A private Shorthorn breeder has urged his breed society, Shorthorn Beef, to ‘get off the fence’ and make a decision about whether to move to IGS Genetic Evaluation.
The breeder, who has asked to remain anonymous for this opinion piece, was responding to a Beef Central February 4 article “Shorthorns ponder move from Breedplan to IGS model”….
ON 22 November last year, members of Shorthorn Beef received the following announcement:
‘After two and a half years of investigating positives and negatives, going through business strategies and all scenarios involved, the Board has made its final landmark decision unanimously, on moving to the American IGS Evaluation System.’
I have not seen this announcement rescinded.
I therefore find the report in Beef Central of 4 February that quotes Shorthorn Beef’s Graham Winnell, when asked about the decision to move to IGS, as saying “We are a long way from the finish line” to be confusing and contradictory.
The board and the Shorthorn office need to come clean pretty quick about the decision. Breeders are making decisions about their future in a state of uncertainty.
As a Shorthorn breeder for over 25 years I can see a lot of merit in the decision to move to IGS.
For many years we have relied on importation of genetics from the US to bolster our gene pool and the information available to select US Shorthorns has been rather dismal.
The US Shorthorn genetic evaluation was rather rudimentary compared to Breedplan and many of the bulls imported did not measure up when evaluated in Australia. It is very pleasing to see that IGS now offers a very sophisticated genetic evaluation that I’m sure will make it much easier and more accurate for Australian breeders to import genetics.
A system that evaluates Shorthorns from US, Canada and Australia has a lot of appeal, as it directly compares animals from the three countries and means the exchange of genetics between countries can be made on a sound base. But beware, combining data from different databases is not simple. Data is collected under different rules and may not be directly comparable.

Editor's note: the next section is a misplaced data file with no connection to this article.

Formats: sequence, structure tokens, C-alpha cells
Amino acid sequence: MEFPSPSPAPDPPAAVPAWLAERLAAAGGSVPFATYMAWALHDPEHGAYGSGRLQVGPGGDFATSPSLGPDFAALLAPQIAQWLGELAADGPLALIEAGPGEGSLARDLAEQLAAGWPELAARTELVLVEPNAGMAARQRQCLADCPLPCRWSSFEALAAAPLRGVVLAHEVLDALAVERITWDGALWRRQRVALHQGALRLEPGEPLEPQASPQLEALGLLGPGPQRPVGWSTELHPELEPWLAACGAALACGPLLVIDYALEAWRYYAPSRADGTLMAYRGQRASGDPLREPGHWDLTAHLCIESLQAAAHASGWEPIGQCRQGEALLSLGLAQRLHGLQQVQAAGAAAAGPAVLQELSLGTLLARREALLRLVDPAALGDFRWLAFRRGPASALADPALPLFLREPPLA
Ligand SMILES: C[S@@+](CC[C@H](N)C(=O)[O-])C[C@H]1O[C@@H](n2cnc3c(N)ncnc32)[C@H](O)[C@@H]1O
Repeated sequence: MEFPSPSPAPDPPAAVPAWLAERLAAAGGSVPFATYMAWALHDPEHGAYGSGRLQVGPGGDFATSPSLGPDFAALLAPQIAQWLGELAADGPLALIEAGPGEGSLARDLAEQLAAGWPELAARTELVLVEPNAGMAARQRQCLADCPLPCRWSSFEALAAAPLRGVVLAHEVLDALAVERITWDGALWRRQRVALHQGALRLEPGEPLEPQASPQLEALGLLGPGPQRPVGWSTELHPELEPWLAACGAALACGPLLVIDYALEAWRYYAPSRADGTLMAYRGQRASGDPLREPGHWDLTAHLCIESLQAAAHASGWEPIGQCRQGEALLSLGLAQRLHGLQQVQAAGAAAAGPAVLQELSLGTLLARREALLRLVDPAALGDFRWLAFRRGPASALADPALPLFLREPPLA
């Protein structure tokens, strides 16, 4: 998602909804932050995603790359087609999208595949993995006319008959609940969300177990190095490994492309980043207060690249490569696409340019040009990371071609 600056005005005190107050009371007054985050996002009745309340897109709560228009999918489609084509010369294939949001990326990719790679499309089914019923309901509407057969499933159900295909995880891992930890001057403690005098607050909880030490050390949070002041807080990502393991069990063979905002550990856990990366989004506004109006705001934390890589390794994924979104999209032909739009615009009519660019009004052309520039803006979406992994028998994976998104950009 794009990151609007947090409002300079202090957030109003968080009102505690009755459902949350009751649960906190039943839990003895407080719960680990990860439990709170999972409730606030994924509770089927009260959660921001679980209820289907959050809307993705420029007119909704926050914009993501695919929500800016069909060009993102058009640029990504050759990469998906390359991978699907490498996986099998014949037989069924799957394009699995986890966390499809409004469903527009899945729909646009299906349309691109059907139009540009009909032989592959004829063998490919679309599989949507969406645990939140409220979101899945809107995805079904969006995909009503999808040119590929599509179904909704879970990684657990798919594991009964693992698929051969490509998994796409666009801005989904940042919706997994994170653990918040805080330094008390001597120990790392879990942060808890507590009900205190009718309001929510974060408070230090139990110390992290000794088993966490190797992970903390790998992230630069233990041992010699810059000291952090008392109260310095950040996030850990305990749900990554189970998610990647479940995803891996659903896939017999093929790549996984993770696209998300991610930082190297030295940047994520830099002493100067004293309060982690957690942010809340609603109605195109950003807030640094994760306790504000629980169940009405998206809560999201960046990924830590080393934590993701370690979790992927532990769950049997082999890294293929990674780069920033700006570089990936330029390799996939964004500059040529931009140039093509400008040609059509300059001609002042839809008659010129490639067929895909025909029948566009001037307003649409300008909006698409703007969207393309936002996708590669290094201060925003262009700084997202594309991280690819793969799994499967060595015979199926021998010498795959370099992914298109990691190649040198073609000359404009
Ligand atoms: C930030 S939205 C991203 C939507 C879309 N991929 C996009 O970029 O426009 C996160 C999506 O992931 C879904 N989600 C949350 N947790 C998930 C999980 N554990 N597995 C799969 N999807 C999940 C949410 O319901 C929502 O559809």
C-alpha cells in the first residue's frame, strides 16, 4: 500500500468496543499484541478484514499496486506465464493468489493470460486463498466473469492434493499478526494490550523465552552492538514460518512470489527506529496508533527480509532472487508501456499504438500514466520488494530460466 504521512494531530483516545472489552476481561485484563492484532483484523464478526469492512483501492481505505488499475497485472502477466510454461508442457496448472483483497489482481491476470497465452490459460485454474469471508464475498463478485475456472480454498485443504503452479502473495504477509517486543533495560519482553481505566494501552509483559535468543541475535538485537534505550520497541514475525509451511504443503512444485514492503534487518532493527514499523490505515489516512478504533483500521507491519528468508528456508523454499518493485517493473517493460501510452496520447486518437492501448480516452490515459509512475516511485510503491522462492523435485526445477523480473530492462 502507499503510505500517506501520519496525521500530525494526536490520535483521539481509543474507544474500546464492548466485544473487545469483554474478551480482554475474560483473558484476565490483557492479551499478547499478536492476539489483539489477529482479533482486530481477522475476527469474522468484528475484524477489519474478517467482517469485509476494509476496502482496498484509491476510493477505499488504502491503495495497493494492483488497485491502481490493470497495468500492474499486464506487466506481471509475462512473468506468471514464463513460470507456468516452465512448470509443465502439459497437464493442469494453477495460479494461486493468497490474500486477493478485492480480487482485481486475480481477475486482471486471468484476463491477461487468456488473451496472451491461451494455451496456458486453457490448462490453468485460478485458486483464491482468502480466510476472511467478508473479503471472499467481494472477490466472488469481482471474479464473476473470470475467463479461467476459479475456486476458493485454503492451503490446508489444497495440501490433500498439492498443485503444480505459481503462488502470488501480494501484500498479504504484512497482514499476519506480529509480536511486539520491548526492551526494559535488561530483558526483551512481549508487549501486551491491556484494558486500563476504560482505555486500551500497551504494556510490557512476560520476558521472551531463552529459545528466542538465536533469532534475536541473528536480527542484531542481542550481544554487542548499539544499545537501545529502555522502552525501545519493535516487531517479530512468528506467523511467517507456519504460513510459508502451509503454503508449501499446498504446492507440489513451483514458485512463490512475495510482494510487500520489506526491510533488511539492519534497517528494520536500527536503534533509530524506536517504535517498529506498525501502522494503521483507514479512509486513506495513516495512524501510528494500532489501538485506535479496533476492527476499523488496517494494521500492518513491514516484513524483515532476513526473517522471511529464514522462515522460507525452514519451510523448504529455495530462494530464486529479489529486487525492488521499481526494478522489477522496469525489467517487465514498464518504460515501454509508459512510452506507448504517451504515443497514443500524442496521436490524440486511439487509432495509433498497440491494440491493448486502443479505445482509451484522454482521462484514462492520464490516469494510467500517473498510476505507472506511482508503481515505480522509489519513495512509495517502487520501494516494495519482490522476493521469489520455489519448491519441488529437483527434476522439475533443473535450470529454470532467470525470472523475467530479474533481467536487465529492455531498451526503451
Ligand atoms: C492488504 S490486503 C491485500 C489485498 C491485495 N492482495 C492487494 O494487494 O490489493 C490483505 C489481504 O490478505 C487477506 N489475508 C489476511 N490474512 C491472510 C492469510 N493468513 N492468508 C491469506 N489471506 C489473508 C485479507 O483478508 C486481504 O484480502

Days-to calving versus ‘stayability’
Of greatest concern is the handling of female fertility data. In Australia the trait is ‘days-to-calving’ which research has shown is closely related to the lifetime reproductive performance of breeding females.
After learning of the decision to move to IGS I had some correspondence with the society and received some answers directly from a US scientist who promoted a trait they call ‘stayability’.
Basically it is the chance of a sire’s daughters still being in the herd at six years of age. While this trait will have high economic importance and will include some fertility information it cannot be directly compared to ‘days-to-calving’ and will not make genetic advancement of fertility nearly as effectively.
Stayability includes the whims of the breeder for example, as to whether or not he wants to increase the number of roans or whites. Days-to-calving records screen that sort of data out before analysis.
Fertility is one of, if not the, most important trait. We need to make sure we do the best we can.
The greatest advantage of moving to IGS could be the use of genomic evaluation as the US has a massive database on which to develop genomic predictions. But be warned: the accuracy of the genomic prediction relies on linkage between the population on which the prediction has been developed and the population being evaluated.
If Australian Shorthorns aren’t closely linked to the US population then the genomic predictions could be quite misleading.
The IGS team is also wooing the breed with promises of multi-breed evaluation. Forget it. Again, it depends on the animals that are in the database used for development, and it is unlikely Australian Shorthorns will be sufficiently represented in the near future.
Breedplan is still the best genetic evaluation in the world, but for a small breed like Shorthorn, it may not be the best system. For example, Shorthorns in Australia do not, and will not in the short-term have a database suitable for developing genomic predictions, without which Breedplan will not implement genetic evaluation that includes genomics.
There is a new project starting that could include Shorthorns, but that will still take some years to record sufficient numbers for a system to be developed.
In all I think Shorthorn Beef probably should move to IGS, but not without some negotiations on a few points:
- IGS should publish days-to-calving
- An Australian index should be developed – the current US index would not be valid for the Australian production environment
- Minor point but I for one will not publish EPDs/EBVs in pounds and inches – when will Americans wake up that the world has moved on. They were the first to have decimal currency but seem to have stalled.
Please can decision-makers at Shorthorn Beef make a decision soon.